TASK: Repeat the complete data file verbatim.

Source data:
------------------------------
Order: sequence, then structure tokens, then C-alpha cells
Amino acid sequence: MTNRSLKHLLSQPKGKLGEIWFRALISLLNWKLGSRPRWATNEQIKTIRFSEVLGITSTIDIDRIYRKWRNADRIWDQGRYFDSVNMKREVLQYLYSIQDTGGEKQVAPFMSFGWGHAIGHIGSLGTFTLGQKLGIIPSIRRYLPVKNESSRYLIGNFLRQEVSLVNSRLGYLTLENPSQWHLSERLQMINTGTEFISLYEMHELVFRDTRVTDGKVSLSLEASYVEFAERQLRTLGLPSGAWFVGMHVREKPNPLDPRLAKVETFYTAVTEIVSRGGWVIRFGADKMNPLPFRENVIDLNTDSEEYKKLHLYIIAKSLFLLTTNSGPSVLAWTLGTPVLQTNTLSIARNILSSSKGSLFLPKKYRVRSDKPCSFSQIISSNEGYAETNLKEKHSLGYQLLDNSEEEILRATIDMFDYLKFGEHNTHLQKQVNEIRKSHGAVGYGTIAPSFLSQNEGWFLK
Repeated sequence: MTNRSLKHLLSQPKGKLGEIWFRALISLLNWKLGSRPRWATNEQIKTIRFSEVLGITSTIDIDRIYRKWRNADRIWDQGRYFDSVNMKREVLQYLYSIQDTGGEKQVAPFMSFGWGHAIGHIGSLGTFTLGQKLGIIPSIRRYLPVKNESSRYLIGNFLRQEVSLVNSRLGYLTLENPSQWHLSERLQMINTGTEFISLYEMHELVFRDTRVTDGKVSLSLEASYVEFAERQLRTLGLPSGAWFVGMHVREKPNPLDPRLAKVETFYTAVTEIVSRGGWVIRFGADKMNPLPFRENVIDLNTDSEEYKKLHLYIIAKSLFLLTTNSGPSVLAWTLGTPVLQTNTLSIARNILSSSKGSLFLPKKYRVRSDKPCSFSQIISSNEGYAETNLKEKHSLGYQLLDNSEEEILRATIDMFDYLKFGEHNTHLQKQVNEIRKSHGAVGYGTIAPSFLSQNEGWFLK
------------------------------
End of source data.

Order: sequence, then structure tokens, then C-alpha cells
Amino acid sequence: MTNRSLKHLLSQPKGKLGEIWFRALISLLNWKLGSRPRWATNEQIKTIRFSEVLGITSTIDIDRIYRKWRNADRIWDQGRYFDSVNMKREVLQYLYSIQDTGGEKQVAPFMSFGWGHAIGHIGSLGTFTLGQKLGIIPSIRRYLPVKNESSRYLIGNFLRQEVSLVNSRLGYLTLENPSQWHLSERLQMINTGTEFISLYEMHELVFRDTRVTDGKVSLSLEASYVEFAERQLRTLGLPSGAWFVGMHVREKPNPLDPRLAKVETFYTAVTEIVSRGGWVIRFGADKMNPLPFRENVIDLNTDSEEYKKLHLYIIAKSLFLLTTNSGPSVLAWTLGTPVLQTNTLSIARNILSSSKGSLFLPKKYRVRSDKPCSFSQIISSNEGYAETNLKEKHSLGYQLLDNSEEEILRATIDMFDYLKFGEHNTHLQKQVNEIRKSHGAVGYGTIAPSFLSQNEGWFLK
Repeated sequence: MTNRSLKHLLSQPKGKLGEIWFRALISLLNWKLGSRPRWATNEQIKTIRFSEVLGITSTIDIDRIYRKWRNADRIWDQGRYFDSVNMKREVLQYLYSIQDTGGEKQVAPFMSFGWGHAIGHIGSLGTFTLGQKLGIIPSIRRYLPVKNESSRYLIGNFLRQEVSLVNSRLGYLTLENPSQWHLSERLQMINTGTEFISLYEMHELVFRDTRVTDGKVSLSLEASYVEFAERQLRTLGLPSGAWFVGMHVREKPNPLDPRLAKVETFYTAVTEIVSRGGWVIRFGADKMNPLPFRENVIDLNTDSEEYKKLHLYIIAKSLFLLTTNSGPSVLAWTLGTPVLQTNTLSIARNILSSSKGSLFLPKKYRVRSDKPCSFSQIISSNEGYAETNLKEKHSLGYQLLDNSEEEILRATIDMFDYLKFGEHNTHLQKQVNEIRKSHGAVGYGTIAPSFLSQNEGWFLK